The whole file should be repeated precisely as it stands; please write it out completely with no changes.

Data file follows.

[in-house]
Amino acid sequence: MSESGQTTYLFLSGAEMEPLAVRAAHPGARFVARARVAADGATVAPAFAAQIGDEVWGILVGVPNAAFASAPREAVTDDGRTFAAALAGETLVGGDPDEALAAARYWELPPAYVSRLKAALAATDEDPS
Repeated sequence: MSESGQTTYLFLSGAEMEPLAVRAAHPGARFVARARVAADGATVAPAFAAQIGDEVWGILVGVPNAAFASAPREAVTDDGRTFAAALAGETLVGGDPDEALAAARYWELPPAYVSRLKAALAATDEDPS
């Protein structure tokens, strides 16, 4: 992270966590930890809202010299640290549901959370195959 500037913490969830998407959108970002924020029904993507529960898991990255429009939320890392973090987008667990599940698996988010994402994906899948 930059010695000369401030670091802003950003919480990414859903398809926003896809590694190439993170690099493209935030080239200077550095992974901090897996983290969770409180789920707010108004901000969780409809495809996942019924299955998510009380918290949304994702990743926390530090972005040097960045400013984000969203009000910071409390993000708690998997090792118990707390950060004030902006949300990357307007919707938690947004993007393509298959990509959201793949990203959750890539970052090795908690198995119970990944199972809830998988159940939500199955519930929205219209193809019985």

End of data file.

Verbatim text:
[in-house]
Amino acid sequence: MSESGQTTYLFLSGAEMEPLAVRAAHPGARFVARARVAADGATVAPAFAAQIGDEVWGILVGVPNAAFASAPREAVTDDGRTFAAALAGETLVGGDPDEALAAARYWELPPAYVSRLKAALAATDEDPS
Repeated sequence: MSESGQTTYLFLSGAEMEPLAVRAAHPGARFVARARVAADGATVAPAFAAQIGDEVWGILVGVPNAAFASAPREAVTDDGRTFAAALAGETLVGGDPDEALAAARYWELPPAYVSRLKAALAATDEDPS
């Protein structure tokens, strides 16, 4: 992270966590930890809202010299640290549901959370195959 500037913490969830998407959108970002924020029904993507529960898991990255429009939320890392973090987008667990599940698996988010994402994906899948 930059010695000369401030670091802003950003919480990414859903398809926003896809590694190439993170690099493209935030080239200077550095992974901090897996983290969770409180789920707010108004901000969780409809495809996942019924299955998510009380918290949304994702990743926390530090972005040097960045400013984000969203009000910071409390993000708690998997090792118990707390950060004030902006949300990357307007919707938690947004993007393509298959990509959201793949990203959750890539970052090795908690198995119970990944199972809830998988159940939500199955519930929205219209193809019985």